presentations is in progress.
Smith, John Charles, St. Catherine's College, Oxford, United Kingdom - To aid Third Oxford-Kobe Linguistics Seminar: 'The Linguistics of Endangered Languages,' 2006, St. Catherine's College, in collaboration with Dr. Peter K. Austin
'The Linguistics of Endangered Languages'
April 2-6, 2006, Kobe Institute, Kobe, Japan
Organizers: Dr. John Charles Smith and Dr. Masayoshi Shibatani (Kobe Institute), and Dr. Peter K. Austin (St. Catherine's College - Oxford)
The Third Oxford-Kobe Linguistics Seminar brought together distinguished scholars from inside and outside Japan to present their research in the dedicated academic environment and so define the 'state of the art' in their discipline. The two previous Linguistics Seminars dealt with 'Language Change and Historical Linguistics' (2002) and 'The History and Structure of Japanese' (2004). The topic of 'The Linguistics of Endangered Languages' was chosen as the focus of the seminar because to elaborate on the point (often made, but less frequently demonstrated) that the loss of endangered languages means the loss of unique and unusual linguistic features that we would otherwise have no knowledge of, and that the extinction of languages inevitably results in a poorer linguistics and a poorer language and cultural heritage for the world as a whole. In addition to invited papers, a poster session was convened to highlight the work of junior scholars and graduate students in the field.
Hewlett, Dr. Christopher E., Charlottesville, VA - To aid preparation of the personal research materials of Dr. Joanna Overing for archival deposit with the University Library at the University of St. Andrews, United Kingdom - Historical Archives Program
Kramer, Elise Ann, U. of Chicago, Chicago, IL - To aid research on 'Mutual Minorityhood: The Rhetoric of Victimhood in the American Free Speech/Political Correctness Debate,' supervised by Dr. Susan Gal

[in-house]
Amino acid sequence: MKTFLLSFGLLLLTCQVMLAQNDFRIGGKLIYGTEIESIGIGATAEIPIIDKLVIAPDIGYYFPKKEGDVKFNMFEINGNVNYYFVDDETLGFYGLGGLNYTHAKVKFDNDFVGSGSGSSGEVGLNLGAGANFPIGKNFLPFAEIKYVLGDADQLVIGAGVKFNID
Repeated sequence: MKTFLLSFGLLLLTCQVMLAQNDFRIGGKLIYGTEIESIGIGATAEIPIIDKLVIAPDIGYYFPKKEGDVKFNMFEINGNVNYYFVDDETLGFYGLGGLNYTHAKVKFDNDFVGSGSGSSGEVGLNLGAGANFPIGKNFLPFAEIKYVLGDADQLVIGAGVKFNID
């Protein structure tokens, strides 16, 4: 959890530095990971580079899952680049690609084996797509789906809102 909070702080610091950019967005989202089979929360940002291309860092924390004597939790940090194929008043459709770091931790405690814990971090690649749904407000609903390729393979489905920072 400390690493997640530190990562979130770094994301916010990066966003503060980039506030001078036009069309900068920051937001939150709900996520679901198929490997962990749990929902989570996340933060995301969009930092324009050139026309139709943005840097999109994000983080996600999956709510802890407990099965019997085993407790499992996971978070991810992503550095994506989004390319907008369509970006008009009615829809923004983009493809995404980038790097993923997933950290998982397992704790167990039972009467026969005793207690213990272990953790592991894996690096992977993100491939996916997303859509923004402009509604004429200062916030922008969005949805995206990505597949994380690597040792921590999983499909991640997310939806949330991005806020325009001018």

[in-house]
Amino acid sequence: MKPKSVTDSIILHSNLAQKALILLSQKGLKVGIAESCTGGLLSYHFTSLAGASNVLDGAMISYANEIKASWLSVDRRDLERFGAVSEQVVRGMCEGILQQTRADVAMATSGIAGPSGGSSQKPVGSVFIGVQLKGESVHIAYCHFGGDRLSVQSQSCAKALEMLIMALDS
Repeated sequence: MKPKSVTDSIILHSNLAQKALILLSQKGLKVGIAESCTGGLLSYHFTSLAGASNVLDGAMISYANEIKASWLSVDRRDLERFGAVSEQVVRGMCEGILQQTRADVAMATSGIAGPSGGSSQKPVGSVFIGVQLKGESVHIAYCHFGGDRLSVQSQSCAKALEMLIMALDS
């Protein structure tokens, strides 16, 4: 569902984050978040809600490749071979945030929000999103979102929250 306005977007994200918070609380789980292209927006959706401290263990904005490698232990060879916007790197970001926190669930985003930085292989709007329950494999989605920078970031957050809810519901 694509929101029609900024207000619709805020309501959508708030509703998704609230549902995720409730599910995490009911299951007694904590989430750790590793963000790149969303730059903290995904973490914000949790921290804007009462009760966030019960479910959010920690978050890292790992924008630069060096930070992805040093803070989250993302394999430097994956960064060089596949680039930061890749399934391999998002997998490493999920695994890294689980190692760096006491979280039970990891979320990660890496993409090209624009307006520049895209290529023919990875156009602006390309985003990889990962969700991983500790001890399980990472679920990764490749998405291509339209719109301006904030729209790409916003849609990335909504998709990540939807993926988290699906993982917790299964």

ELISE A. KRAMER, then a student at University of Chicago, Chicago, Illinois, was awarded funding in May 2010 to aid research on 'Mutual Minorityhood: The Rhetoric of Victimhood in the American Free Speech/Political Correctness Debate,' supervised by Dr. Susan Gal. It is a curious feature of contemporary American political debates that they tend to shade into arguments about censorship and freedom of speech. Moreover, these arguments often fit into a well-trod metapragmatic cycle: 'You're censoring me!' 'No, I'm not, and by saying I'm censoring you, you're censoring me.' Freedom of speech is simultaneously everywhere and nowhere. The dissertation attempts to make sense of this apparent paradox by arguing that seemingly specific and localized arguments about censorship and silencing are actually one of the central organizing tools for a wide range of folk ideologies about power, language, representation, identity, and the shape of the social landscape. The project is based on nine months of ethnographic fieldwork at a state American Civil Liberties Union (ACLU) affiliate in the Bible Belt, supplemented by interviews with high-level staff at various political nonprofits in Washington, DC. Through the analysis of the language that these activists used in political and apolitical interactions, the dissertation unpacks the extraordinarily complex notion of 'censorship' in the modern multicultural state and demonstrates that its stakes are not only far-reaching but central to American political life.